Pubdate: Mon, 29 Jan 2018
Source: Toronto Star (CN ON)
Copyright: 2018 The Toronto Star
Author: Jacques Gallant
Page: GT1


Dissenting opinion found charter rights were violated during 'fishing

A senior Ontario judge has called out Toronto police officers who
arrested a man on gun and drug charges for "casually intimidating and
oppressive misconduct," and wondered if their actions would have been
different in a whiter and wealthier neighbourhood.

The criticism came in a dissenting opinion from Ontario Court of
Appeal Justice Peter Lauwers, who recently disagreed with his two
colleagues on a panel hearing the appeal of Tom Le, convicted in 2014
of firearm and drug-related offences and sentenced to five years in

Lauwers' colleagues - Justices David Doherty and David Brown - upheld
Le's convictions. The split decision means Le has a right to appeal to
the Supreme Court of Canada without first having to seek permission.

"We're seriously considering an appeal to the Supreme Court," said his
lawyer, Emily Lam.

Le, 20 years old at the time, was arrested carrying a fully loaded,
semi-automatic Ruger pistol, cocaine and "considerable cash," the
Appeal Court said.

He and friends had been sitting in the townhouse backyard of another
friend at the Atkinson Housing Co-operative in Alexandra Park.

Aside from Le, who is Asian, the other four men are Black, Lauwers
noted in his dissent.

Three police officers in the area that night were looking for two
wanted individuals known to be involved in violent crimes. A security
guard for the housing complex said one of the wanted men hung around
behind the home where Le and his friends were spending time that night.

"The backyard was surrounded by a waist-high wooden fence. There was
an opening in the fence where the walkway was. There was no gate,"
Doherty wrote for the majority.

"The officers saw five young men, once of whom was the appellant,
sitting in the backyard talking. According to the police, the young
men were simply talking and not doing anything wrong. The officers did
not recognize any of the young men."

Two of the officers walked through the gateway without asking
permission, with one of them addressing the young men by asking, "How
are you guys doing?" Doherty wrote, and asked if any of them lived in
the townhouse. When one of the men said he lived there with his
mother, an officer asked for identification, and Le was soon asked to
show ID as well.

When an officer became concerned Le might have a weapon in his bag and
asked what was in it, Le fled but was soon apprehended.

Doherty concluded that Le's right to be free from unlawful search and
seizure had not been violated, saying he had no reasonable expectation
of privacy because as an invited guest at the house, he could not
legally prevent the police from accessing the property.

In his 29-page dissent, Lauwers concluded that several of Le's charter
rights had been violated and the evidence should have been tossed as a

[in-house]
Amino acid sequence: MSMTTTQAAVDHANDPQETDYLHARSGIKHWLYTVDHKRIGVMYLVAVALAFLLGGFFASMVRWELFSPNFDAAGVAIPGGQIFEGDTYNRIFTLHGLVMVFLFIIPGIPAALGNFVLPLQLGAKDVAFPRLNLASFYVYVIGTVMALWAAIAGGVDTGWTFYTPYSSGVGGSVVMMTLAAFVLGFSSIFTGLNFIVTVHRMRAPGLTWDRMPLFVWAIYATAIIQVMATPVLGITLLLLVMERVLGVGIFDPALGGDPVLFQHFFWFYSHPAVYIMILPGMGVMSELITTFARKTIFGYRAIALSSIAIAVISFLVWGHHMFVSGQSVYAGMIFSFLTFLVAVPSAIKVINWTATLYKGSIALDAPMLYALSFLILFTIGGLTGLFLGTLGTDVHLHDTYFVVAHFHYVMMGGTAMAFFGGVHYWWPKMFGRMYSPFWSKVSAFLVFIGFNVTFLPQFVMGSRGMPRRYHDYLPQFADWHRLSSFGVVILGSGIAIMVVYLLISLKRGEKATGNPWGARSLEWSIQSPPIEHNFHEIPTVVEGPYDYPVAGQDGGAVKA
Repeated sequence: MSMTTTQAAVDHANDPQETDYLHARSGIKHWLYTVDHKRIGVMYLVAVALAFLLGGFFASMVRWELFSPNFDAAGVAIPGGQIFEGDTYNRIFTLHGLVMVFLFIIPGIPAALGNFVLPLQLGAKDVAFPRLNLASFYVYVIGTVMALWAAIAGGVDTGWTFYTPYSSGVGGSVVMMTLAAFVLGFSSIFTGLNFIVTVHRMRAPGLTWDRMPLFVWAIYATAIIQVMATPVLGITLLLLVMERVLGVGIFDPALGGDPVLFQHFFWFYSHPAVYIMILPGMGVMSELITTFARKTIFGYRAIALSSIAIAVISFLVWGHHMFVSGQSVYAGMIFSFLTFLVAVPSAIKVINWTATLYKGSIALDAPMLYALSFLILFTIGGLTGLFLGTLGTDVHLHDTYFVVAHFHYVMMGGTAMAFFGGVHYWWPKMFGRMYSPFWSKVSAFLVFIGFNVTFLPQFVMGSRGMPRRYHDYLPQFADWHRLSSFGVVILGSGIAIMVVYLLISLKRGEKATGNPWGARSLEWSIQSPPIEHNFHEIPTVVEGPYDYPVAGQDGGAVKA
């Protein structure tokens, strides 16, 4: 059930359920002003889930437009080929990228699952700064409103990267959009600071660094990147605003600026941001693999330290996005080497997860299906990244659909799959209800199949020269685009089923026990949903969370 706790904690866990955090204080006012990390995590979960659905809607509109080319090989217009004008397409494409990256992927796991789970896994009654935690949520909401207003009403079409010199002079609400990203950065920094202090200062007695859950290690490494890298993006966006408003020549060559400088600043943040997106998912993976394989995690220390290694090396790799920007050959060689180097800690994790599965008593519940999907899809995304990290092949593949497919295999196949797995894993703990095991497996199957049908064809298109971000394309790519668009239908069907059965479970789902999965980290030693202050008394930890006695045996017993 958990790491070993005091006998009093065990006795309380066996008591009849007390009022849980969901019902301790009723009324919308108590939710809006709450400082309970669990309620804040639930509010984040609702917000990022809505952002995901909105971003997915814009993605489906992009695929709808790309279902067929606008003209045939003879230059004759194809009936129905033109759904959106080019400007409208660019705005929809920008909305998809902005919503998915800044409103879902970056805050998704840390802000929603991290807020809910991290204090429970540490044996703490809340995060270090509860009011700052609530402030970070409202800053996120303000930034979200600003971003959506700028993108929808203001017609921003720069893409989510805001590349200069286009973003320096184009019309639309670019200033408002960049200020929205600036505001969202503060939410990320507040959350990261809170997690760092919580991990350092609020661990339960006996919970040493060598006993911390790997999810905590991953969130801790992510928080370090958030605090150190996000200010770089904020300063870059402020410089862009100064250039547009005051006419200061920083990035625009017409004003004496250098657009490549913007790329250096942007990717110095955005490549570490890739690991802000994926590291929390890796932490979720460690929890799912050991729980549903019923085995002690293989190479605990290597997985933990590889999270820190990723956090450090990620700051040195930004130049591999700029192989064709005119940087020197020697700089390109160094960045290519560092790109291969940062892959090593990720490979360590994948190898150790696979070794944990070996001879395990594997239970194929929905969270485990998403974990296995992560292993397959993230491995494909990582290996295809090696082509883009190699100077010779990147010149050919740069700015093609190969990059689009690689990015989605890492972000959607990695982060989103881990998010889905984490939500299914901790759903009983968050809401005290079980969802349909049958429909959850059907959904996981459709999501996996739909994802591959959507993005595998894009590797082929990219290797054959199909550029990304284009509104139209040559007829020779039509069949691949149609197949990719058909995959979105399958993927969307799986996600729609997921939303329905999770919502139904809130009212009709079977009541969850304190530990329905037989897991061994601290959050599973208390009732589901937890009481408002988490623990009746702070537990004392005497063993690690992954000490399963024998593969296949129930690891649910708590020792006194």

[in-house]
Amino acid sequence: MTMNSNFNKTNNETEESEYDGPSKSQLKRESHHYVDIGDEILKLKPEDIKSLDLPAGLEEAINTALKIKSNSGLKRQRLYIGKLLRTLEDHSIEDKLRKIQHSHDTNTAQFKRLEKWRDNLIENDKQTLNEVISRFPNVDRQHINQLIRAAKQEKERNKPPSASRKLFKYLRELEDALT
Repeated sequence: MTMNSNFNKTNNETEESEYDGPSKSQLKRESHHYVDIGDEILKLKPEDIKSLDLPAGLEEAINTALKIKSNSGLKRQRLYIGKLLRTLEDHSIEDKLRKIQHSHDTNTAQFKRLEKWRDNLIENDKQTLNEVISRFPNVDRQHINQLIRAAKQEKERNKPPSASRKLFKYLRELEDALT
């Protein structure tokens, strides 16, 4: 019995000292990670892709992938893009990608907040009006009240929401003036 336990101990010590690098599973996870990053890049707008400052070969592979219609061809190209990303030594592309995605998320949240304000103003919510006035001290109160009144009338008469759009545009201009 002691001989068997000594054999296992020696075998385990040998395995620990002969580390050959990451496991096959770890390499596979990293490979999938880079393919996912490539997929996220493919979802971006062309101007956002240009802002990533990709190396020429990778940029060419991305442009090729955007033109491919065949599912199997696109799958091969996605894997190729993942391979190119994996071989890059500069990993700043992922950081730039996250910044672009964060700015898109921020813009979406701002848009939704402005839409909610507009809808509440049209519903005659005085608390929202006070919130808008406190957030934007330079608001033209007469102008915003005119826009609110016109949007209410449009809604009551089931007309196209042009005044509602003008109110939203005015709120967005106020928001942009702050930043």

"Perhaps the officers were emboldened by the sense they were doing the
right thing in trying to root out criminality in the community. They
seem to have assumed the young men in the backyard were up to no good
and decided to confront them suddenly," Lauwers wrote.

"I doubt that the police would have brazenly entered a private
backyard and demanded to know what its occupants were up to in a more
affluent and less racialized community."

He concluded the police entry "was an unlawful trespass and this
tainted everything that followed," noting the officers did not have
the townhouse occupant's consent to enter the backyard. He called the
entry no more than a "fishing expedition."

"From the unlawful entry flow the arbitrary detention, the flight, the
arrest, the search and the finding of the evidence - the gun, the
drugs and the money. The intimidating and oppressive police entry
operated to arbitrarily detain those present in the backyard including
the appellant," Lauwers wrote.

"The kind of casually intimidating and oppressive misconduct involved
in the unlawful police entry into the backyard must be condemned by
the court."

One of the officers had testified at trial they were asking the men
questions to investigate whether they were trespassing, but Lauwers
wrote that "there was no trespassing complaint to which the police
were responding."

The judge found Le had been arbitrarily detained by the police when
they arrived on the property.

"The police were asking pointed questions. It was not a casual
conversation. This was not an atmosphere where the young men had any
freedom of movement," Lauwers wrote.

"The appellant says this created an atmosphere of detention. I agree.
The suggestion that the appellant was free to leave simply has no
reality to it . . . The appellant's young age, minority status, and
his comparatively small physical stature also favour a finding of
psychological detention by police upon their entry in the backyard."

Lauwers found the charter breaches to be so significant that he would
have excluded the evidence and entered acquittals for Le.
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